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Zone in on health with cookbook authors at The Bookworm of Edwards

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From their personal experiences as athletes, family men and foodies, Biju Thomas and Allen Lim have crafted recipes that will fuel the most grueling workout but are still approachable for home chefs and can be enjoyed by everyone, regardless of athletic proclivity.
VeloPress | Special to the Daily |

If you go …

What: “Feed Zone Table,” with Biju Thomas and Allen Lim.

When: 6 p.m. Thursday, April 28.

Where: The Bookworm of Edwards, 295 Main St., Riverwalk at Edwards.

Cost: $15; includes a tasting of recipes from the book.

More information: Call 970-926-7323, or visit http://www.bookwormofedwards.com.

EDWARDS — Dinnertime in Colorado looks different for many families, especially if a family member is an athlete. Training regimes and sports nutrition entertain non-athletes for only so long and can often lead to isolation for the athlete. If this sounds familiar, you are in luck: Colorado residents Biju Thomas and Allen Lim have released their latest cookbook, “Feed Zone Table: Family-Style Meals to Nourish Life and Sport,” geared for optimal sports nutrition in a family-friendly way.

On Thursday, The Bookworm of Edwards will welcome the authors to discuss what inspired the book, the latest science in sports nutrition and the importance of family support in a competitive sport environment. Their presentation will cover everything from favorite recipes to stories from the road touring with professional cycling groups.

Lim, a former sport scientist for the Pro Cycling Tour and a coach for several professional cycling teams, writes, “Team dinners reinforced … that food isn’t just a source of fuel, as it often seems to be during training and competition. It’s also a source of belonging.” Thomas, a Denver celebrity chef at his restaurant Little Curry Shop, has also worked with the cycling scene, providing meals for some of the sport’s top athletes.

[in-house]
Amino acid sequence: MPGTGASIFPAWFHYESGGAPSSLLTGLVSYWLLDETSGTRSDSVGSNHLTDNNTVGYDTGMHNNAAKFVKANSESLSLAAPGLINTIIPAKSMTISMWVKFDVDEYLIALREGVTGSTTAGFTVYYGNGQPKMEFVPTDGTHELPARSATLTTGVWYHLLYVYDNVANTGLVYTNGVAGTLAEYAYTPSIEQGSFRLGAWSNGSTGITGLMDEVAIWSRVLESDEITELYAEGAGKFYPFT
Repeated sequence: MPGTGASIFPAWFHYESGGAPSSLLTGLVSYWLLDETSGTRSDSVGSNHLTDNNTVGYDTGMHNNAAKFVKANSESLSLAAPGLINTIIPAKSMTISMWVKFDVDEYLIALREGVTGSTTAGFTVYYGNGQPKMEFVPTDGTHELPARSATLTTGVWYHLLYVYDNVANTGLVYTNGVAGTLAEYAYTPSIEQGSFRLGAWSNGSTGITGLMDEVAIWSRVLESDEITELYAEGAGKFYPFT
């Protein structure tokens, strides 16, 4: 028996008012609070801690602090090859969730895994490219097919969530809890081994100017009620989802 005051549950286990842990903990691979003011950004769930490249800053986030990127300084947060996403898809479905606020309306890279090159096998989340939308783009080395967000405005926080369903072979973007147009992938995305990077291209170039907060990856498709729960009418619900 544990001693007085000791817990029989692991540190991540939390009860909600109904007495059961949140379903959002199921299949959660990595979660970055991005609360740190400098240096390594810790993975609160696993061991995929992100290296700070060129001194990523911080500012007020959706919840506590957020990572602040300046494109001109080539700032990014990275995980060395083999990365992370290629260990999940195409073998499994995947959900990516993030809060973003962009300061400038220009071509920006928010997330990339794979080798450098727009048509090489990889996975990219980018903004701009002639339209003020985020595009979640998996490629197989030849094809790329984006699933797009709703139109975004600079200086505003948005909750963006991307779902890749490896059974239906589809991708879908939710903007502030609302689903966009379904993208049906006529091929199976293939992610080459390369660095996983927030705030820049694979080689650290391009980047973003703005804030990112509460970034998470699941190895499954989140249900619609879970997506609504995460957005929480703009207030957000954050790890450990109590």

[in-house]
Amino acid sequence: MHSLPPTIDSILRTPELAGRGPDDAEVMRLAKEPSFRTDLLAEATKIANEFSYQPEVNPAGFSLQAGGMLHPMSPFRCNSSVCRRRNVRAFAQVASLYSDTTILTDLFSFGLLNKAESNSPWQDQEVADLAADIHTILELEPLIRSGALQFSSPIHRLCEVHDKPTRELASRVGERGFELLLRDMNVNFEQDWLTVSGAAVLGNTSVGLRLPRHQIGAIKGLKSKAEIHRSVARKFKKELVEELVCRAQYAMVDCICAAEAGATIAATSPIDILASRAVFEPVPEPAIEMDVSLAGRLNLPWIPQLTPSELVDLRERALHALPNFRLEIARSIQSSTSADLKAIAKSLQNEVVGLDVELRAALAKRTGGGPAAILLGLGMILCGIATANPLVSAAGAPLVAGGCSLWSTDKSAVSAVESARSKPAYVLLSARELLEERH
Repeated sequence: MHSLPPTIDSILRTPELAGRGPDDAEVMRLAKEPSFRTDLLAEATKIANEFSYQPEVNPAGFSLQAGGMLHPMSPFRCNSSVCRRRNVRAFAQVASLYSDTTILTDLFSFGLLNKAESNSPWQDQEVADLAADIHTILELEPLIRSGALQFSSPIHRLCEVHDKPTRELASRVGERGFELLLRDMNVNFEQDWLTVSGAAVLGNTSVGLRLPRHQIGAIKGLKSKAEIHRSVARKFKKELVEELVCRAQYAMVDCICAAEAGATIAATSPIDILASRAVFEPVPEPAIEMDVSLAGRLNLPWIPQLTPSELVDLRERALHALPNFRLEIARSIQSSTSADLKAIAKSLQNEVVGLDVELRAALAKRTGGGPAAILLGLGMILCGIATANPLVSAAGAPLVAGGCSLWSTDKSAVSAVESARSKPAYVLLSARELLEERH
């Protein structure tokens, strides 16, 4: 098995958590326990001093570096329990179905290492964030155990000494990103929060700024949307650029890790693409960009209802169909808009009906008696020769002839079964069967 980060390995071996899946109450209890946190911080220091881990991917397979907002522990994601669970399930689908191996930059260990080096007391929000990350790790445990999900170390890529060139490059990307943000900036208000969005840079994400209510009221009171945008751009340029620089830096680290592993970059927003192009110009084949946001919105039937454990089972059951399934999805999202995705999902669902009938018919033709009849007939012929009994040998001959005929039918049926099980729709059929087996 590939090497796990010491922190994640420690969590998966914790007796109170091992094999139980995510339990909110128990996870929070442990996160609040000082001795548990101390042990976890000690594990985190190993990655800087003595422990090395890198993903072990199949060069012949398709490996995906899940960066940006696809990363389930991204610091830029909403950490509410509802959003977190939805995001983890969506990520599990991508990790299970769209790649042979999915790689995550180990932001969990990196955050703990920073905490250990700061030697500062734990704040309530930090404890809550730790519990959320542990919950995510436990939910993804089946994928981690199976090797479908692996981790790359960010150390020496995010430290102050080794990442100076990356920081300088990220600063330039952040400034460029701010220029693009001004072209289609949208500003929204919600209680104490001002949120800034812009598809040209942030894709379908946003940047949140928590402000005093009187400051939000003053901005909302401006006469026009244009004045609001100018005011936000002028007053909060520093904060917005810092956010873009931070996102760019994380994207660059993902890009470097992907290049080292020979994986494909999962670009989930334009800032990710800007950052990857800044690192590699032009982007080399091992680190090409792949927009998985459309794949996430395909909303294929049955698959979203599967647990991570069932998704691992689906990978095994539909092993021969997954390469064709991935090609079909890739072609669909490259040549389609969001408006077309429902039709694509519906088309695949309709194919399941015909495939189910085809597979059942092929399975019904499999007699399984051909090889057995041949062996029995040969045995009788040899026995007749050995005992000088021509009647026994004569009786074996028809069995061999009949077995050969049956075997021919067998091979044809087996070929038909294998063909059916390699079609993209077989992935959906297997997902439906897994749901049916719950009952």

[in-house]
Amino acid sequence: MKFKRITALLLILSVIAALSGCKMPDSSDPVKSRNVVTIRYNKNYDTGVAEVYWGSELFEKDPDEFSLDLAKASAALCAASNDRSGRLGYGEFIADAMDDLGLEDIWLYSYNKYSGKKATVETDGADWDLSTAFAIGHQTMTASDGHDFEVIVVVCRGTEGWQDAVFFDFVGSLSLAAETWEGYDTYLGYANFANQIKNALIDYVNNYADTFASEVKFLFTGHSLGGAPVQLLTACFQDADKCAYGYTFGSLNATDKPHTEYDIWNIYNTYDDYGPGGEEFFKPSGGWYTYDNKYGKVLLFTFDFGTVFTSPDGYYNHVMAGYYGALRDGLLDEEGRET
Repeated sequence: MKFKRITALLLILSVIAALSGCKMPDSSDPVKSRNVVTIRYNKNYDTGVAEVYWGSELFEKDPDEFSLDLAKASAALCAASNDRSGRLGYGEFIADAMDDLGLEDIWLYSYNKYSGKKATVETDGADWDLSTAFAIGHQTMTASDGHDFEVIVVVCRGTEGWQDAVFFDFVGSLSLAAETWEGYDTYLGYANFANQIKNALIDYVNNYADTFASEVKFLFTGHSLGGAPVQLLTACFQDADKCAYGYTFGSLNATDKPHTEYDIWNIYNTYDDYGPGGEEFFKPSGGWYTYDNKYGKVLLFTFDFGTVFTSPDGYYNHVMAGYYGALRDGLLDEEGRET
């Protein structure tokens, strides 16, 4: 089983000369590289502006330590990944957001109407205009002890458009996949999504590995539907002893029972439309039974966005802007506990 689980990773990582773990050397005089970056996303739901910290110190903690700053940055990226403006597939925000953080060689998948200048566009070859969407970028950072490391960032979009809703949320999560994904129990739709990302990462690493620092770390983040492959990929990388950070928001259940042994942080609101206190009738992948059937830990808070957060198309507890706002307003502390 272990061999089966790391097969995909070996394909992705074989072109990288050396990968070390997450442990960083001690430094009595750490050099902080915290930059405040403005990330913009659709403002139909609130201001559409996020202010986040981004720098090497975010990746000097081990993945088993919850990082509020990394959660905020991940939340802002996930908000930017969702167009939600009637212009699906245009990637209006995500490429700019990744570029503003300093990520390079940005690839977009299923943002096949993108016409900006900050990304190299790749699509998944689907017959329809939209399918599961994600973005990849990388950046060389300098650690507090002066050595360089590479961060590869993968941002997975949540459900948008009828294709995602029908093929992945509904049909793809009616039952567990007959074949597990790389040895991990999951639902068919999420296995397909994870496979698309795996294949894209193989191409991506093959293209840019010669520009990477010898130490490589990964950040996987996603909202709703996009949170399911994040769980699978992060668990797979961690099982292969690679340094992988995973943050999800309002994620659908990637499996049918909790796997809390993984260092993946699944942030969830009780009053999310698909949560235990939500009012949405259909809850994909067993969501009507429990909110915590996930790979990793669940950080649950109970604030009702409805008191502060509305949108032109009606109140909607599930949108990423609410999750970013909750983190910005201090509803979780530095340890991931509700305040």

Both are acutely aware of how food not only energizes the body but also can feed interpersonal relationships.

“Although our need for food is a given, social fuel may very well be as important as chemical fuel,” the book states.

Non-isolationist recipes

From their personal experiences as athletes, family men and foodies, they have crafted recipes that will fuel the most grueling workout but are still approachable for home chefs and families and can be enjoyed by everyone, regardless of athletic proclivity.

They also hope to mitigate the isolation that many athletes face and encourage a closer connection between athletes and their families to help manage competition stress.

“This book is a resource to help bolster the fragile line separating athletic drive from isolation,” the preface states.

Lim and Thomas accomplish this goal by creating recipes that fuel athletes and appeal to anyone who likes good food. Recipes use fresh ingredients, which are important for everyone to eat to maintain general health. They argue that there is no specific “way that athletes eat for performance that is somehow different from how non-athletes eat for health and well-being.”

Flavors to appeal

The recipes span from classics, such as hummus and guacamole, to more unusual, including tuna-mushroom salad with lemon tarragon dressing, for appetizers. Thomas’ Indian background comes to the fore in several recipes, adding much-needed flavor to healthy eating. His masala chicken wrap with cabbage slaw and red chicken with baked biriyani rice are two examples of flavorful and easy-to-make entrees.

Cultural variation

The book doesn’t neglect other cultures — the authors have included a pad Thai recipe and pay homage to the South with their jambalaya — and they don’t skimp on the dessert, as some sports nutrition books do. Baklava, baked granola crisps and almond cornbread with stone fruit will please diners with more sophisticated tastes. The kids will be thrilled with the addition of peanut butter and jelly sandwich cookies and dark chocolate bark with spiced pumpkin seeds.

The book can end here for non-athlete diners who are content with eating good, wholesome foods. But for those wishing to learn more about what they eat and for athletes who are counting calories and other information, there are detailed nutritional facts in the back of the book. This section makes it easy for athletes to ensure they are receiving optimal nutrition, and can simplify meal planning for the home-cook.

“Feed Zone Table” is about “using fresh, whole ingredients, tasting, modifying and having fun” that can be altered according to taste and preference. So don’t drag out the dusty carb counter. Personalize this cookbook to your family’s needs and enjoy the company around your table eating good food.


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